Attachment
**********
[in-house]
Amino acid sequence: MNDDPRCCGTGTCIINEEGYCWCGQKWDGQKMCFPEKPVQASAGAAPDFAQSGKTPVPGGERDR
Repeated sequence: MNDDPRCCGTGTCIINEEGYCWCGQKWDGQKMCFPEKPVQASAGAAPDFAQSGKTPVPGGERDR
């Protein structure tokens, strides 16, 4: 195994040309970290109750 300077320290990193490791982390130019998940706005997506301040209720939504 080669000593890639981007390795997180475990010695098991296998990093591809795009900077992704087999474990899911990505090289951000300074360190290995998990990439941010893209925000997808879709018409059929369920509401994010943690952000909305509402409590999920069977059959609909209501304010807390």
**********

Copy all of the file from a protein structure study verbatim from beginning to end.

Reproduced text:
[in-house]
Amino acid sequence: MNDDPRCCGTGTCIINEEGYCWCGQKWDGQKMCFPEKPVQASAGAAPDFAQSGKTPVPGGERDR
Repeated sequence: MNDDPRCCGTGTCIINEEGYCWCGQKWDGQKMCFPEKPVQASAGAAPDFAQSGKTPVPGGERDR
């Protein structure tokens, strides 16, 4: 195994040309970290109750 300077320290990193490791982390130019998940706005997506301040209720939504 080669000593890639981007390795997180475990010695098991296998990093591809795009900077992704087999474990899911990505090289951000300074360190290995998990990439941010893209925000997808879709018409059929369920509401994010943690952000909305509402409590999920069977059959609909209501304010807390």